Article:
- Total mortgage application volume fell 0.9% last week from the previous week, according to the Mortgage Bankers Association.
- Mortgage rates were essentially flat during the week.
- Mortgage applications to purchase a home fell 3% for the week.
It was a mixed bag for mortgage demand last week, as higher rates did nothing for refinances and homebuyers faced more steep competition for a pitiful few homes for sale.
Total mortgage application volume fell 0.9% last week from the previous week, according to the Mortgage Bankers Association’s seasonally adjusted index.
Boston Real Estate Interest Rates 3.18%
With no particular incentive to make a move, demand for mortgage refinances was essentially flat, rising 0.1% from the previous week. Application volume was 17% lower than the same week one year ago, even though rates were higher a year ago. That may be because so many borrowers have already refinanced at the record low rates seen last fall. The refinance share of mortgage activity increased to 61% of total applications from 60.6% the previous week
Boston Real Estate Mortgage Applications
Mortgage applications to purchase a home, which are less sensitive to weekly rate moves, fell 3% for the week. They were 24% higher than the same week one year ago, but that annual comparison is skewed. The housing market stalled in April and May of last year, when the pandemic started, and then rebounded dramatically in the summer.
“Both conventional and government purchase applications declined, but average loan sizes increased for each loan type,” noted Joel Kan, an MBA economist. “This is a sign that the competitive purchase market, driven by low housing inventory and high demand, is pushing prices higher and weighing down on activity.”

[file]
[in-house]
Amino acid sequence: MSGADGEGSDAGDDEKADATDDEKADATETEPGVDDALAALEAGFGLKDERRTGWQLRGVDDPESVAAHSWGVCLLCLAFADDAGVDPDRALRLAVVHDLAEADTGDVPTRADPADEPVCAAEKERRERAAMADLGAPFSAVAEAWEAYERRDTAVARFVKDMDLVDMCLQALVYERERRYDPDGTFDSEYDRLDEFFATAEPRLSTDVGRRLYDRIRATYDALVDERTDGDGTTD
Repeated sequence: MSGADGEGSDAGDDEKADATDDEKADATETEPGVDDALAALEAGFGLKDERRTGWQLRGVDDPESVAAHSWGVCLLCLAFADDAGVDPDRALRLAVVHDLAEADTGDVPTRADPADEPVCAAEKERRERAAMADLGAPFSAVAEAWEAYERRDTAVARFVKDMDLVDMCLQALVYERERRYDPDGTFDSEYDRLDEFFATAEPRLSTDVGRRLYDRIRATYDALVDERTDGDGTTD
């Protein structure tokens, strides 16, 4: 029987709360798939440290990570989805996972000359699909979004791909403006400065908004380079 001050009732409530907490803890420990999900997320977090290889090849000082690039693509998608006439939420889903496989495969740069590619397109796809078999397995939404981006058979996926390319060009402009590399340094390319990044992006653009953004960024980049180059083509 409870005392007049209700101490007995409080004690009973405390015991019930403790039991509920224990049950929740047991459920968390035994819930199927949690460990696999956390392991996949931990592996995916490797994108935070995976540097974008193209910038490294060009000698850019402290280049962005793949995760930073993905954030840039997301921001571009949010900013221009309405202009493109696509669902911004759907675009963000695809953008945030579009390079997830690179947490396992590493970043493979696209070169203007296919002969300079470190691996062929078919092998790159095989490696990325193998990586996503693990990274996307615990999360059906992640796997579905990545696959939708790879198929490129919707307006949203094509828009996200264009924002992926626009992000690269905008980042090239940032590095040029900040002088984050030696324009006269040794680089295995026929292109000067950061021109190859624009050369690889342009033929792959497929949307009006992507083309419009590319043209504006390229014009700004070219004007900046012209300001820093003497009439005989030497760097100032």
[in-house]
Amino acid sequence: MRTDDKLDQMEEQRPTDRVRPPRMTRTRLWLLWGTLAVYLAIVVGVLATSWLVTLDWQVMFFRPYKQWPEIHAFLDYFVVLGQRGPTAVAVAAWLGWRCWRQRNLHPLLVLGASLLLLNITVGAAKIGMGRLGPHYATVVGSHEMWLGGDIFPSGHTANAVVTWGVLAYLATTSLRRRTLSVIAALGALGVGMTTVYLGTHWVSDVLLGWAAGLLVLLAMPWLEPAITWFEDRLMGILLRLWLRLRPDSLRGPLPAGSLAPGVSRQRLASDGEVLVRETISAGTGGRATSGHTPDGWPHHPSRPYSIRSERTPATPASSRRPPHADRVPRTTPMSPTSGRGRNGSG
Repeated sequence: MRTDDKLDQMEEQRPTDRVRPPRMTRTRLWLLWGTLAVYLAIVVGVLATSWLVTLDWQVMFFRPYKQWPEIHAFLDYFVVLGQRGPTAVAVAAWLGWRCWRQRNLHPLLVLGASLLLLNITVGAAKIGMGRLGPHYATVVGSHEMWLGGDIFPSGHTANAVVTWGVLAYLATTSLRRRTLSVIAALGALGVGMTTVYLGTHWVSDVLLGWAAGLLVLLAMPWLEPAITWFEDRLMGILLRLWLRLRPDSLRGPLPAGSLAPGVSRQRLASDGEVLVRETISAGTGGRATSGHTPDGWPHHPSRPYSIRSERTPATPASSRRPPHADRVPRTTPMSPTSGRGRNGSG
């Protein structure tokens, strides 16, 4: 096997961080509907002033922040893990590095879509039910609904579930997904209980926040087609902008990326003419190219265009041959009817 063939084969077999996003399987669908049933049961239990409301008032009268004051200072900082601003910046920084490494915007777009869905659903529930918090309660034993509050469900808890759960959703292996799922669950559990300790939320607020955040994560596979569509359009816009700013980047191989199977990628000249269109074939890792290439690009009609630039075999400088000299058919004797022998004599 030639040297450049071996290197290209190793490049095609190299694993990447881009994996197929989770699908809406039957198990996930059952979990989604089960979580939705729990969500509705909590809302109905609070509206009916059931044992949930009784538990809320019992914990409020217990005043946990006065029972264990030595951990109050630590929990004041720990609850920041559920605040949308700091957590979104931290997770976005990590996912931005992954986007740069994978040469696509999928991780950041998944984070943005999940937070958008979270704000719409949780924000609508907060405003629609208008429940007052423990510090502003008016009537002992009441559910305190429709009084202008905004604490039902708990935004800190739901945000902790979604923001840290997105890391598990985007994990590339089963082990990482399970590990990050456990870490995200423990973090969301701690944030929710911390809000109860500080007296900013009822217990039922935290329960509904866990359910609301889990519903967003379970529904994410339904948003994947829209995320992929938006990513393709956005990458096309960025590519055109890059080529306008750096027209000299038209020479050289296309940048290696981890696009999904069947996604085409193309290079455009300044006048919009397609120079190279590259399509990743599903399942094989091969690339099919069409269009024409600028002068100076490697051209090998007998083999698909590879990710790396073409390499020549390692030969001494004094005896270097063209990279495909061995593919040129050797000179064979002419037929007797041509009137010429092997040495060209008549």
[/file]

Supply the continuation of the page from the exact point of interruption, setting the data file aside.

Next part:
Higher prices and differing supply are also affecting the mix of activity, with much more growth in purchase loans with larger-than-average balances. Home sales on the high end of the market are soaring because there is far more available for sale. The housing shortage is most acute on the low end, where demand is strongest.
So far this week, mortgage rates have not moved much, but that is likely to change with new economic data coming out. Employment reports on Thursday and Friday could move interest rates in either direction.
Federal Reserve chair Jerome Powell takes questions from reporters after the U.S. central bank announced the decision to leave interest rates unchanged as the coronavirus economic recovery is underway.
The Federal Reserve restated its intent to keeping a lid on interest rates, saying the pandemic “continues to weigh on the economy, and risks to the economic outlook remain.”
Rates on 10-year Treasurys, a benchmark for mortgages, dropped after the Fed’s announcement, as investor demand for bonds sagged in reaction to the Fed’s dovish announcement.
The Federal Reserve Open Market Committee issued a statement today saying it intends to keep short-term rates, which the Fed has direct control over, near 0 percent until unemployment falls and inflation “is on track to moderately exceed 2 percent for some time.”
Although the Fed doesn’t have direct control over long-term rates, it can influence them by buying government bonds and mortgage-backed securities. The Fed said it will continue buying at least $80 billion in Treasury securities and $40 billion in mortgage-backed securities every month “until substantial further progress has been made” toward hitting its employment and inflation goals.
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